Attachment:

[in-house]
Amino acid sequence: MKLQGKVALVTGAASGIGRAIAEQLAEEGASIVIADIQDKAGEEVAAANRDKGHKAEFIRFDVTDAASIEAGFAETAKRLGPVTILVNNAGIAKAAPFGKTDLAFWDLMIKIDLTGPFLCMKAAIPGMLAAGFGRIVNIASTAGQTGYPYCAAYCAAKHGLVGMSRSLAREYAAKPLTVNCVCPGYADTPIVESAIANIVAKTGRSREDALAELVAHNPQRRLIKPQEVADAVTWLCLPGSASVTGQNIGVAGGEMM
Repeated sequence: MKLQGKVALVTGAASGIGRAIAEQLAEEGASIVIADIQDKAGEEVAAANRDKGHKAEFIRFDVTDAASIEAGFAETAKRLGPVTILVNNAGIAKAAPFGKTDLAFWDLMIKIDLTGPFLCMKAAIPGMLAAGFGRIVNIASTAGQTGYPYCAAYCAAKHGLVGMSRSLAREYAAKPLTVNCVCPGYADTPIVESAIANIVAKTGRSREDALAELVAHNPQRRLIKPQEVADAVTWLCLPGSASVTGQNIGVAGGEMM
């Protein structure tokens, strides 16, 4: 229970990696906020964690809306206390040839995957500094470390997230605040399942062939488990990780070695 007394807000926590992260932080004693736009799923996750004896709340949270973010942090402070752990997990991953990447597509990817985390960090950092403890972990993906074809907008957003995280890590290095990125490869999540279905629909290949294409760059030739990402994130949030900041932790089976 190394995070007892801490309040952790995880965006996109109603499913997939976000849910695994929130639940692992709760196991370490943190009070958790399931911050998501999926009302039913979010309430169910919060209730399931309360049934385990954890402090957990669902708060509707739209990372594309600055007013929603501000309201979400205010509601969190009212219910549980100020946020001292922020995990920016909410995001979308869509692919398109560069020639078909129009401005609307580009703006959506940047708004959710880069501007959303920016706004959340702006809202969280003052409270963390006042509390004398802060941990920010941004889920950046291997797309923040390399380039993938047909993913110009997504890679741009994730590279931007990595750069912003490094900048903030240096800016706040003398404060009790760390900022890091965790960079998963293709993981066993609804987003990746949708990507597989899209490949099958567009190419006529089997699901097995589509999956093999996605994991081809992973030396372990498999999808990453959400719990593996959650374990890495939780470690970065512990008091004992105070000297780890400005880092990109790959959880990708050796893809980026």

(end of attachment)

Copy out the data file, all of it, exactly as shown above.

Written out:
[in-house]
Amino acid sequence: MKLQGKVALVTGAASGIGRAIAEQLAEEGASIVIADIQDKAGEEVAAANRDKGHKAEFIRFDVTDAASIEAGFAETAKRLGPVTILVNNAGIAKAAPFGKTDLAFWDLMIKIDLTGPFLCMKAAIPGMLAAGFGRIVNIASTAGQTGYPYCAAYCAAKHGLVGMSRSLAREYAAKPLTVNCVCPGYADTPIVESAIANIVAKTGRSREDALAELVAHNPQRRLIKPQEVADAVTWLCLPGSASVTGQNIGVAGGEMM
Repeated sequence: MKLQGKVALVTGAASGIGRAIAEQLAEEGASIVIADIQDKAGEEVAAANRDKGHKAEFIRFDVTDAASIEAGFAETAKRLGPVTILVNNAGIAKAAPFGKTDLAFWDLMIKIDLTGPFLCMKAAIPGMLAAGFGRIVNIASTAGQTGYPYCAAYCAAKHGLVGMSRSLAREYAAKPLTVNCVCPGYADTPIVESAIANIVAKTGRSREDALAELVAHNPQRRLIKPQEVADAVTWLCLPGSASVTGQNIGVAGGEMM
């Protein structure tokens, strides 16, 4: 229970990696906020964690809306206390040839995957500094470390997230605040399942062939488990990780070695 007394807000926590992260932080004693736009799923996750004896709340949270973010942090402070752990997990991953990447597509990817985390960090950092403890972990993906074809907008957003995280890590290095990125490869999540279905629909290949294409760059030739990402994130949030900041932790089976 190394995070007892801490309040952790995880965006996109109603499913997939976000849910695994929130639940692992709760196991370490943190009070958790399931911050998501999926009302039913979010309430169910919060209730399931309360049934385990954890402090957990669902708060509707739209990372594309600055007013929603501000309201979400205010509601969190009212219910549980100020946020001292922020995990920016909410995001979308869509692919398109560069020639078909129009401005609307580009703006959506940047708004959710880069501007959303920016706004959340702006809202969280003052409270963390006042509390004398802060941990920010941004889920950046291997797309923040390399380039993938047909993913110009997504890679741009994730590279931007990595750069912003490094900048903030240096800016706040003398404060009790760390900022890091965790960079998963293709993981066993609804987003990746949708990507597989899209490949099958567009190419006529089997699901097995589509999956093999996605994991081809992973030396372990498999999808990453959400719990593996959650374990890495939780470690970065512990008091004992105070000297780890400005880092990109790959959880990708050796893809980026």